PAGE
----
From Foreign Policy's The Top Ten Stories You Missed in 2005:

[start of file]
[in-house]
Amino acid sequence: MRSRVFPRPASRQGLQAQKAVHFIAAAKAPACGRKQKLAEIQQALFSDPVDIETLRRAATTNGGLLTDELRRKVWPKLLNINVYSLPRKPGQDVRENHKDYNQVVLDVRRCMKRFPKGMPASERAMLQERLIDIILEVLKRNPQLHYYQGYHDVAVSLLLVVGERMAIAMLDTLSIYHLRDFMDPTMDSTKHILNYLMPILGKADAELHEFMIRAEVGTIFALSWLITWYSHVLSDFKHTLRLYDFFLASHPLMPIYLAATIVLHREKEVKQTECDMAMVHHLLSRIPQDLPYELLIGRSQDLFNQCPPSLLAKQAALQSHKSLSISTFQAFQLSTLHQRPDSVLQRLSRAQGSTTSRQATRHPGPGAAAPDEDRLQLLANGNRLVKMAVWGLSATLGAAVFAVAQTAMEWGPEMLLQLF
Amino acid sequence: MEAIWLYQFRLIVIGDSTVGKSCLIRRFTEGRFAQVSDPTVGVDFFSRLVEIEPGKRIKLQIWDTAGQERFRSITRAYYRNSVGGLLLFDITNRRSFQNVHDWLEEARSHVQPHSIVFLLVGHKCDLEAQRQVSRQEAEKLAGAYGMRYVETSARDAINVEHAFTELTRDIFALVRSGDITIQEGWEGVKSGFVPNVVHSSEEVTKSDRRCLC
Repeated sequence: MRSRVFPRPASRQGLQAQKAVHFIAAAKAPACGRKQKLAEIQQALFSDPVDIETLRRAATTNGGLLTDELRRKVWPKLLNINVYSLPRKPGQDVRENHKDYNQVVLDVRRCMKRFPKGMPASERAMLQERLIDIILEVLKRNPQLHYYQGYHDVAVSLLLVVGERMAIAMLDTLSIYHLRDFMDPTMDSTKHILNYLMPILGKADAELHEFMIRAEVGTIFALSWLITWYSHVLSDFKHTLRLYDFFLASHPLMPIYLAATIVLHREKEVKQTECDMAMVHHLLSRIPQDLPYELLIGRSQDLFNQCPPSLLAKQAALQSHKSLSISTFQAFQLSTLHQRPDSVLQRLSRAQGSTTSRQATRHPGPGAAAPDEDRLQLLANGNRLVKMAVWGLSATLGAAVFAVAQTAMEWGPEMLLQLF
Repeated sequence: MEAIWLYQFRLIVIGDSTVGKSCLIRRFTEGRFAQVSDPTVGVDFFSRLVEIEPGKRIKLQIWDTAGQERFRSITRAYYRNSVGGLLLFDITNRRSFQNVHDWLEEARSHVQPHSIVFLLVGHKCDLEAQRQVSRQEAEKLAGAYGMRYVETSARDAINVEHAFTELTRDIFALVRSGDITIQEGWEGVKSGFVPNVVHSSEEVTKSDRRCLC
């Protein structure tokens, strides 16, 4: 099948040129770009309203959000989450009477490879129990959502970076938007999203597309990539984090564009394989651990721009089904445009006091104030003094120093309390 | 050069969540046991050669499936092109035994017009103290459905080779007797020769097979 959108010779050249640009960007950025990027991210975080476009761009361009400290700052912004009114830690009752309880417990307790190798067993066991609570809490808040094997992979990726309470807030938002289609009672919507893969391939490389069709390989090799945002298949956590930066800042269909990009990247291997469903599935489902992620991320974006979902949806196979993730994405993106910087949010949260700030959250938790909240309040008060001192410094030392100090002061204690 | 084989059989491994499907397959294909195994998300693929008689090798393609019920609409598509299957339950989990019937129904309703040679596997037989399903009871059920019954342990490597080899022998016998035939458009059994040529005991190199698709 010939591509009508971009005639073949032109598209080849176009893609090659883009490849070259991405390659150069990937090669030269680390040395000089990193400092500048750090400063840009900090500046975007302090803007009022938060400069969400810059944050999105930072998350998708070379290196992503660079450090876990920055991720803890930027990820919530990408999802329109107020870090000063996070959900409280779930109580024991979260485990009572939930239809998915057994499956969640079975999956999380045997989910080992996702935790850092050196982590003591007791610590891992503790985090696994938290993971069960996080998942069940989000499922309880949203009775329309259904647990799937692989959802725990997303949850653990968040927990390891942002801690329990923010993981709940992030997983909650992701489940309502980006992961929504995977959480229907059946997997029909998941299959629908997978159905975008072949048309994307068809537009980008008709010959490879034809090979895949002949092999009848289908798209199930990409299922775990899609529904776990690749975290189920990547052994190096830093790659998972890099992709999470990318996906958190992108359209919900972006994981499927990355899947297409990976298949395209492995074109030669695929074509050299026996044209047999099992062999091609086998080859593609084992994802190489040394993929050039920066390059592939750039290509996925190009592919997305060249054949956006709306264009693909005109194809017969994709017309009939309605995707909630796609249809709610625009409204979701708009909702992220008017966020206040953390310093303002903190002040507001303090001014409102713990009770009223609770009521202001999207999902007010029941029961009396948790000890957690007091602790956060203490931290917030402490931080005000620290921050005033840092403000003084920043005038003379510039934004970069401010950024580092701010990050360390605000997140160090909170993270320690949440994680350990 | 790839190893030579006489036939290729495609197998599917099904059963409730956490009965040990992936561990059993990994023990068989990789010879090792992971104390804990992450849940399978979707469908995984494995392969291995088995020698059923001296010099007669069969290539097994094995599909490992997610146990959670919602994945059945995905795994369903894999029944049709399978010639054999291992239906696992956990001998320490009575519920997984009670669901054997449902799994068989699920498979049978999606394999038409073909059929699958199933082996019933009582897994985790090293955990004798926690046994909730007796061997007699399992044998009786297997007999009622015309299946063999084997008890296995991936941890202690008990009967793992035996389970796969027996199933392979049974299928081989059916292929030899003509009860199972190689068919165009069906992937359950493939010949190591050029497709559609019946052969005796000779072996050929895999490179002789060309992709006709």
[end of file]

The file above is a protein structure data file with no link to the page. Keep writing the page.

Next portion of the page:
"The French and the Dutch both rejected the European Union (EU) constitution this year. Back to the drawing board for Europe, right? Wrong. Brussels isn't letting pesky voters get in the way of European integration. Daniel Hannan, a member of the European Parliament who is skeptical of the promises of integration, has identified 12 significant parts of the constitution that are being implemented despite the French and Dutch results—including the establishment of the European Defense Agency, a European Space Programme, and an EU diplomatic corps. European Commission spokesman Mikolaj Dowgielewicz says charging ahead isn't a problem because "these are not the things why people voted against—or in favor—of the constitution. People did not vote against the constitution in France and the Netherlands, or in favor in Spain, because of the Space Agency." Europeans should have seen this coming when, in June—after the votes were counted—EU President Jean-Claude Juncker said, "I really believe neither the French nor the Dutch rejected the constitutional treaty." Maybe he missed the stories about the "no" votes, too?"